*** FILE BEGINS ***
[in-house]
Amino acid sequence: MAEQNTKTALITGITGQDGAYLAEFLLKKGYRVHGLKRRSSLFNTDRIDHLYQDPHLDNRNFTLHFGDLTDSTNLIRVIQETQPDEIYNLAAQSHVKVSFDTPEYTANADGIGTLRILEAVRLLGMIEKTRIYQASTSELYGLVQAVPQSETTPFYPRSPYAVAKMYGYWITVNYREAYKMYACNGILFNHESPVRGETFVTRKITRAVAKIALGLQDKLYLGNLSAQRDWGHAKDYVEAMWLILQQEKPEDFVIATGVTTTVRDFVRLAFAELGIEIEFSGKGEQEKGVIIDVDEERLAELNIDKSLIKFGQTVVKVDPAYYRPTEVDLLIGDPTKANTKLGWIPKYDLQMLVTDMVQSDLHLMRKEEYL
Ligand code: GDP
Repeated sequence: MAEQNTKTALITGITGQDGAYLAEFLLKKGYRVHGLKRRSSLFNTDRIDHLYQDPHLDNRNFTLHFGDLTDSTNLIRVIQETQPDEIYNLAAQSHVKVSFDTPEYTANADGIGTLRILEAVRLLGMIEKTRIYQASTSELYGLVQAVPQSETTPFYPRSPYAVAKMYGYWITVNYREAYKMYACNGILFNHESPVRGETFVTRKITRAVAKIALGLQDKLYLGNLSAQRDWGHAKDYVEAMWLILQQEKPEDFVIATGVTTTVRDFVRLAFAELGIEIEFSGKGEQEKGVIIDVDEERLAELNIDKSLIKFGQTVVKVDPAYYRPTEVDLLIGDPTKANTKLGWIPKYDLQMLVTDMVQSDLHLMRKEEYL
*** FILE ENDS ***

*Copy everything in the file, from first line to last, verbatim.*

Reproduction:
[in-house]
Amino acid sequence: MAEQNTKTALITGITGQDGAYLAEFLLKKGYRVHGLKRRSSLFNTDRIDHLYQDPHLDNRNFTLHFGDLTDSTNLIRVIQETQPDEIYNLAAQSHVKVSFDTPEYTANADGIGTLRILEAVRLLGMIEKTRIYQASTSELYGLVQAVPQSETTPFYPRSPYAVAKMYGYWITVNYREAYKMYACNGILFNHESPVRGETFVTRKITRAVAKIALGLQDKLYLGNLSAQRDWGHAKDYVEAMWLILQQEKPEDFVIATGVTTTVRDFVRLAFAELGIEIEFSGKGEQEKGVIIDVDEERLAELNIDKSLIKFGQTVVKVDPAYYRPTEVDLLIGDPTKANTKLGWIPKYDLQMLVTDMVQSDLHLMRKEEYL
Ligand code: GDP
Repeated sequence: MAEQNTKTALITGITGQDGAYLAEFLLKKGYRVHGLKRRSSLFNTDRIDHLYQDPHLDNRNFTLHFGDLTDSTNLIRVIQETQPDEIYNLAAQSHVKVSFDTPEYTANADGIGTLRILEAVRLLGMIEKTRIYQASTSELYGLVQAVPQSETTPFYPRSPYAVAKMYGYWITVNYREAYKMYACNGILFNHESPVRGETFVTRKITRAVAKIALGLQDKLYLGNLSAQRDWGHAKDYVEAMWLILQQEKPEDFVIATGVTTTVRDFVRLAFAELGIEIEFSGKGEQEKGVIIDVDEERLAELNIDKSLIKFGQTVVKVDPAYYRPTEVDLLIGDPTKANTKLGWIPKYDLQMLVTDMVQSDLHLMRKEEYL